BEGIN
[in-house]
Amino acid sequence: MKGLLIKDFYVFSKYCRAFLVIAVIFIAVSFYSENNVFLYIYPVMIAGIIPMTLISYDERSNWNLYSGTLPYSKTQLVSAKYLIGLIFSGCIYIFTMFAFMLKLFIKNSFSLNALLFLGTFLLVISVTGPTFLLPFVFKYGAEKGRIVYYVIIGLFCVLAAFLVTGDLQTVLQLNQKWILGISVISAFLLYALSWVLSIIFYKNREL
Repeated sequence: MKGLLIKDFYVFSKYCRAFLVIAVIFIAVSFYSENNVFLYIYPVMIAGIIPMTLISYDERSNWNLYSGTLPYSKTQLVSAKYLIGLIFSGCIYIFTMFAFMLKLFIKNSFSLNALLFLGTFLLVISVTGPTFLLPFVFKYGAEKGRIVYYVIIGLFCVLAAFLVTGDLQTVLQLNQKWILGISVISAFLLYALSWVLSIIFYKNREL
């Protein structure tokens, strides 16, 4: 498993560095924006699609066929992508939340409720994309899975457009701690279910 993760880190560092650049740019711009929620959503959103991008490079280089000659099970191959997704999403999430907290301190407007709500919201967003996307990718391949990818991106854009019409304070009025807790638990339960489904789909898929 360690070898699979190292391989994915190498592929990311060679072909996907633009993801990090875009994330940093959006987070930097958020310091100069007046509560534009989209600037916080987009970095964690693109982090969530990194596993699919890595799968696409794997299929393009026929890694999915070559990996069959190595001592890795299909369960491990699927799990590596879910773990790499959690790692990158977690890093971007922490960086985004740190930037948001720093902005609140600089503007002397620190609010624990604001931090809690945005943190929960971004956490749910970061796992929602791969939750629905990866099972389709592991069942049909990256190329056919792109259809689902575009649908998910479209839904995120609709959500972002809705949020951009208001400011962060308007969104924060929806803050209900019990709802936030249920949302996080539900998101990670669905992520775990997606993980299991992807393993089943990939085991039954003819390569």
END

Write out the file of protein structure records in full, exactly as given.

[in-house]
Amino acid sequence: MKGLLIKDFYVFSKYCRAFLVIAVIFIAVSFYSENNVFLYIYPVMIAGIIPMTLISYDERSNWNLYSGTLPYSKTQLVSAKYLIGLIFSGCIYIFTMFAFMLKLFIKNSFSLNALLFLGTFLLVISVTGPTFLLPFVFKYGAEKGRIVYYVIIGLFCVLAAFLVTGDLQTVLQLNQKWILGISVISAFLLYALSWVLSIIFYKNREL
Repeated sequence: MKGLLIKDFYVFSKYCRAFLVIAVIFIAVSFYSENNVFLYIYPVMIAGIIPMTLISYDERSNWNLYSGTLPYSKTQLVSAKYLIGLIFSGCIYIFTMFAFMLKLFIKNSFSLNALLFLGTFLLVISVTGPTFLLPFVFKYGAEKGRIVYYVIIGLFCVLAAFLVTGDLQTVLQLNQKWILGISVISAFLLYALSWVLSIIFYKNREL
């Protein structure tokens, strides 16, 4: 498993560095924006699609066929992508939340409720994309899975457009701690279910 993760880190560092650049740019711009929620959503959103991008490079280089000659099970191959997704999403999430907290301190407007709500919201967003996307990718391949990818991106854009019409304070009025807790638990339960489904789909898929 360690070898699979190292391989994915190498592929990311060679072909996907633009993801990090875009994330940093959006987070930097958020310091100069007046509560534009989209600037916080987009970095964690693109982090969530990194596993699919890595799968696409794997299929393009026929890694999915070559990996069959190595001592890795299909369960491990699927799990590596879910773990790499959690790692990158977690890093971007922490960086985004740190930037948001720093902005609140600089503007002397620190609010624990604001931090809690945005943190929960971004956490749910970061796992929602791969939750629905990866099972389709592991069942049909990256190329056919792109259809689902575009649908998910479209839904995120609709959500972002809705949020951009208001400011962060308007969104924060929806803050209900019990709802936030249920949302996080539900998101990670669905992520775990997606993980299991992807393993089943990939085991039954003819390569």